Material detail – Natural Rubber
Natural rubber, also called India rubber or caoutchouc, as initially produced, consists of polymers of the organic compound isoprene, with minor impurities of other organic compounds, plus water.
Natural rubber is often vulcanized, a process by which the rubber is heated and sulfur, peroxide or bisphenol are added to improve resistance and elasticity and to prevent it from perishing. One of the principal drawbacks in the use of natural rubber is it’s susceptibility to degradation caused by a wide range of bacteria ¹.
Uncured rubber is used for cements; for adhesive, insulating, and friction tapes. Vulcanized rubber has many more applications. Resistance to abrasion makes softer kinds of rubber valuable for the treads of conveyor belts and other industrial drive belts, and makes hard rubber valuable for pump housings and piping used in the handling of abrasives..
The flexibility of rubber is appealing in hoses, tyres and rollers for devices used both domestically and in all manner of industry; its elasticity makes it suitable for various kinds of shock absorbers and for specialized machinery mountings designed to reduce vibration. Its relative gas impermeability makes it useful in the manufacture of articles such as air hoses,and cable joints. The resistance of rubber to water and to the action of most fluid chemicals has led to its use in rainwear, diving gear, and chemical and medicinal tubing, and as a lining for storage tanks, and processing equipment. Because of their electrical resistance, soft rubber goods are used as insulation and for protective gloves, shoes and blankets; hard rubber is used for articles such as telephone housings, parts for radio sets, meters and other electrical instruments. The coefficient of friction of rubber, which is high on dry surfaces and low on wet surfaces, leads to its use for power-transmission belting and for water-lubricated bearings in deep-well pumps.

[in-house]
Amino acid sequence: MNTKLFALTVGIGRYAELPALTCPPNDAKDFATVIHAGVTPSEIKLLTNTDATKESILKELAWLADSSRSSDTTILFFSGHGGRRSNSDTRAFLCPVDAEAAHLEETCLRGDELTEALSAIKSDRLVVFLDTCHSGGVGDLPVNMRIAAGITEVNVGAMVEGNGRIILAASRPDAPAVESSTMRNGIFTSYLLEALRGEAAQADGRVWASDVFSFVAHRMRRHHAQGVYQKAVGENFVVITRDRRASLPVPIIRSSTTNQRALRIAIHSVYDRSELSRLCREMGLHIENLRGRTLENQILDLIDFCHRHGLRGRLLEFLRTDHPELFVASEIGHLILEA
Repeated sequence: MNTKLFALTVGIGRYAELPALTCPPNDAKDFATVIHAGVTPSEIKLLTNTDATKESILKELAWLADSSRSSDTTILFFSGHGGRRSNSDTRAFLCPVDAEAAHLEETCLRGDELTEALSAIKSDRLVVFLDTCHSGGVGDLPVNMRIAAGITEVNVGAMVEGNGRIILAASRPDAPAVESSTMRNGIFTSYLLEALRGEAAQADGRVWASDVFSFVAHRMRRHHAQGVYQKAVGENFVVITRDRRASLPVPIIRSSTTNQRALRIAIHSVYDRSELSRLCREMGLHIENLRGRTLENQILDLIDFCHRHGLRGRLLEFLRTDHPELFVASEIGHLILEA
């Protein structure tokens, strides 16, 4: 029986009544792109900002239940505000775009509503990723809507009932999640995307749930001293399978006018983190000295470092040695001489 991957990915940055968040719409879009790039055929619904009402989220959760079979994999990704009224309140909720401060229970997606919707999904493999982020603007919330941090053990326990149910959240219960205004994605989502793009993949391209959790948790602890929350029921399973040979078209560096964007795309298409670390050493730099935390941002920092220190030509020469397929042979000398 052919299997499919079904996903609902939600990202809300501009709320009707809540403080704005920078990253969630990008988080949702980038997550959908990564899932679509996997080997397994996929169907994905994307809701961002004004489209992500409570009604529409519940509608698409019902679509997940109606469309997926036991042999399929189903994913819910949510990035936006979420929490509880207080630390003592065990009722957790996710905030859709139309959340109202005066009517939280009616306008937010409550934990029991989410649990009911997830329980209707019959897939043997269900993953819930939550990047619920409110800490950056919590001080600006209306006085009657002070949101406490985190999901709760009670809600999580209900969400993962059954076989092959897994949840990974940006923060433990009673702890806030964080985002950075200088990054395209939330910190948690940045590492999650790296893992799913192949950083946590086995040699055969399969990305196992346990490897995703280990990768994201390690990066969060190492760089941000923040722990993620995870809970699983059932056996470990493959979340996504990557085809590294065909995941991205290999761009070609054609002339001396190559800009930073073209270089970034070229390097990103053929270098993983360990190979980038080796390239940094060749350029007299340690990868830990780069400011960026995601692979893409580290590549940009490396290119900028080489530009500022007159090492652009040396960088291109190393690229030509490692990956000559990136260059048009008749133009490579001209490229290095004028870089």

Crude rubber is a tough and an elastic solid. It becomes soft and sticky as the temperature rises.
- Its specific gravity is 0.915.
- The most important property of natural rubber is its elasticity. When stretched, it expands and attains its original state, when released. This is due to its coil-like structure. The molecules straighten out when stretched and when released, they coil up again. Therefore applying a stress can easily deform rubber. Note that when this stress is removed, it retains its original shape.
- Raw natural rubber has elasticity over a narrow range of temperature from 10 to 60 degrees centigrade. Because of this, articles made of raw natural rubber don’t work well in hot weather.
- Raw natural rubber has low tensile strength and abrasion resistant.
- It absorbs large quantities of water.
- It is insoluble in water, alcohol, acetone, dilute acids and alkalis.
- It is soluble in ether, carbon disulphide, carbon tetrachloride, petrol and turpentine.
- Pure rubber is a transparent, amorphous solid, which on stretching or prolonged cooling becomes crystalline.
These properties can be altered by numerous factors, different methods of vulcanization for instance can make vast differences to a particular compound of natural rubber and the list of different types of vulcanized rubber is almost inexhaustible.